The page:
Book Reviews

Review: The Unbroken by CL Clark

The Unbroken has been receiving so much hype in my circles, and I can see why! Unfortunately, though, it wasn’t quite my cup of tea…

Book: The Unbroken by CL Clark

Publication date: 23rd March 2021

Ownership: Review copy sent free of charge by Orbit Books. All opinions my own.

Content warnings: violence, injury, and death, including amputation and major character death; several scenes of hanging; genocide; cultural erasure, and violent and non-violent colonialism; children stolen from families; racism; ableism; past attempted rape, threats of rape, threats of torture.

Touraine is a soldier. Stolen as a child and raised to kill and die for the empire, her only loyalty is to her fellow conscripts. But now, her company has been sent back to her homeland to stop a rebellion, and the ties of blood may be stronger than she thought.

Luca needs a turncoat. Someone desperate enough to tiptoe the bayonet’s edge between treason and orders. Someone who can sway the rebels toward peace, while Luca focuses on what really matters: getting her uncle off her throne.

Through assassinations and massacres, in bedrooms and war rooms, Touraine and Luca will haggle over the price of a nation. But some things aren’t for sale.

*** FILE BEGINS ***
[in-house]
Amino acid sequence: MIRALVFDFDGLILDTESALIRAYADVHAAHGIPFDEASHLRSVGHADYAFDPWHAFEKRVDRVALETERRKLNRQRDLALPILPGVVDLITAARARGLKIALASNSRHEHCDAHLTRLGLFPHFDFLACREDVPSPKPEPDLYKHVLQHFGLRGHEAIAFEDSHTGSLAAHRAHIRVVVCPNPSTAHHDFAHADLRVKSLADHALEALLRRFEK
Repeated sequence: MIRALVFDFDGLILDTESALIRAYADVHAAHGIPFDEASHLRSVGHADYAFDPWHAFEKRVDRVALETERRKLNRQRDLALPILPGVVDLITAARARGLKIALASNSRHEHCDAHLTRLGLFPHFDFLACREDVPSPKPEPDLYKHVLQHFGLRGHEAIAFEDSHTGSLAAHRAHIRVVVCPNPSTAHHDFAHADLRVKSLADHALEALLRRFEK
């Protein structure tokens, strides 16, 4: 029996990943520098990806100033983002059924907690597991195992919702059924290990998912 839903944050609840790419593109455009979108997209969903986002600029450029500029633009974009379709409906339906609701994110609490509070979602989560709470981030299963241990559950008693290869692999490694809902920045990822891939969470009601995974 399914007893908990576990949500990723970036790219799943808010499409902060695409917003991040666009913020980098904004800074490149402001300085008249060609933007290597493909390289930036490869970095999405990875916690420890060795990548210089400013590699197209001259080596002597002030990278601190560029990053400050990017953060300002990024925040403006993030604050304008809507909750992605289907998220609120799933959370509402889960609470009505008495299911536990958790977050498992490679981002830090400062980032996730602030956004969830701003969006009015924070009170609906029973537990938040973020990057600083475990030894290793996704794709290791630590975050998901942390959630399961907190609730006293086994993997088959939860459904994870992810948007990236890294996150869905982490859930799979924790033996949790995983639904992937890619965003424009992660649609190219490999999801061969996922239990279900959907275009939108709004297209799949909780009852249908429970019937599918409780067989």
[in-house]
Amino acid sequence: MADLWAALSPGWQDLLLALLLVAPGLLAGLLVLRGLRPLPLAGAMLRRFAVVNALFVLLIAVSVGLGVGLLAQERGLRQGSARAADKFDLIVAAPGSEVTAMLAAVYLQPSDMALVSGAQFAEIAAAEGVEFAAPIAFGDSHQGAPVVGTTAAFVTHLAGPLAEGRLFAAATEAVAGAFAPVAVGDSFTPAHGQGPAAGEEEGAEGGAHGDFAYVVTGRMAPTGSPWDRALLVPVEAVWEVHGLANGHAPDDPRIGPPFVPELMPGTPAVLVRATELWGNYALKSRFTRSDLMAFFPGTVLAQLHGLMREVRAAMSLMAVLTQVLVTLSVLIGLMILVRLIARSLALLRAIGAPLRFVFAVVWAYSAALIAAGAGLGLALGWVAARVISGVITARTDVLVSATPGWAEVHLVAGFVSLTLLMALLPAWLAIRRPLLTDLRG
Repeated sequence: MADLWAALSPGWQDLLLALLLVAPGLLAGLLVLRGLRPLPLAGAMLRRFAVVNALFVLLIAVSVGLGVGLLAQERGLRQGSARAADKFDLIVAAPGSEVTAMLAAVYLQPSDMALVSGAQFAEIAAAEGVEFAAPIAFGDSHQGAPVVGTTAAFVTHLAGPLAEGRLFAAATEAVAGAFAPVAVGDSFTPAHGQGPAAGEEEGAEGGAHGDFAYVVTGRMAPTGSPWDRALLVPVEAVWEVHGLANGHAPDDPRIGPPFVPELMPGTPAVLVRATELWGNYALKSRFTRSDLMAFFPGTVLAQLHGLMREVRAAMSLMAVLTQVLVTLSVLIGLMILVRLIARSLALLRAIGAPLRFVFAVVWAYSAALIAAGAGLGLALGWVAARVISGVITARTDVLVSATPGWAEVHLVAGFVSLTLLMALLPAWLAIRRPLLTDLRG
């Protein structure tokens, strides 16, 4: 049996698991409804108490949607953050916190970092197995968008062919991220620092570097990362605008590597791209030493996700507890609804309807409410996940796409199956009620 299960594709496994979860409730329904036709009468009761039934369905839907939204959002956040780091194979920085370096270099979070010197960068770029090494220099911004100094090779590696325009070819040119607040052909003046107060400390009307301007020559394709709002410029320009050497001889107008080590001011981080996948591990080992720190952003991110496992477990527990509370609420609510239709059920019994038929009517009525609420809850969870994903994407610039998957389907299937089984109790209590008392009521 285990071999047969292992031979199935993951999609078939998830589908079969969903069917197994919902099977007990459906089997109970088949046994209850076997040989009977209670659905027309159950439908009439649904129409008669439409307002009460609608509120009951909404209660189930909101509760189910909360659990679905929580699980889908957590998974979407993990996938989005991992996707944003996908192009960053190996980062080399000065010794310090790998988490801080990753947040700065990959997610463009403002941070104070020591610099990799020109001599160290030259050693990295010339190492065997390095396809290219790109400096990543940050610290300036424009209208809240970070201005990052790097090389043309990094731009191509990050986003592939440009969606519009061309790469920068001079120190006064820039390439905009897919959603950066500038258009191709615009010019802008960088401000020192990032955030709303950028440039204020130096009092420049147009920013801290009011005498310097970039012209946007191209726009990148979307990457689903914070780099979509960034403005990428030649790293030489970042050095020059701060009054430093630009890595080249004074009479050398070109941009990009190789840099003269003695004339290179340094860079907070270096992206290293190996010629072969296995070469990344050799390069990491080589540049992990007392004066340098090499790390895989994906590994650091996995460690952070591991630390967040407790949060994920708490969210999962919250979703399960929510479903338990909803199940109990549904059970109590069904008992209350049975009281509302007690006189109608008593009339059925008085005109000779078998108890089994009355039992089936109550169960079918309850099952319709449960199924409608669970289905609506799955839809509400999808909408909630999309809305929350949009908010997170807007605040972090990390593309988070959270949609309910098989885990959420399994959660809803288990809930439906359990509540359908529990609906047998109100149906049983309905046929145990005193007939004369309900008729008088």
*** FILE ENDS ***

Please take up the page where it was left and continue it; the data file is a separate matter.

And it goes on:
This is a textbook case of me not being the right reader for this book. The Unbroken deserves all of the praise it’s getting for being an incisive, intense look at the brutalities of colonialism, and for its gritty, realistic military/espionage style – however, that just isn’t something I enjoy in fantasy. I’m not in any way saying that fantasy shouldn’t look long and hard at the monarchies and empires it’s so often centred in, but personally I prefer that interrogation to still come with the trappings of magic and wonder. There is some magic in The Unbroken, but for various slightly spoilery reasons it’s almost never used on page, and it’s very small in scale (healing, mostly). You could easily have substituted medicine/science for it in the plot without any real changes. I’ve tried low fantasy again and again, whenever my friends all fall in love with a book, and every time I fail to enjoy the book. I don’t hugely enjoy excessive violence and grimness, and so often ‘realism’ in fantasy means horrific injuries and endless misery for most characters. I can handle it if there’s other things going on – the gore in Soulkeeper is balanced by a sense of hope and a lot of cool magic; the brutality of The Poppy War has a compelling protagonist, interesting structure, and again, cool magic; recently, the romance arc pulled me through the ubiquitous violence in The Wolf and the Woodsman. In The Unbroken, the misery and ugliness is the story, and that just doesn’t work for me. The unrelenting bleakness of it all left me unengaged without something else to latch on to, and I seriously considered DNFing it at the halfway mark.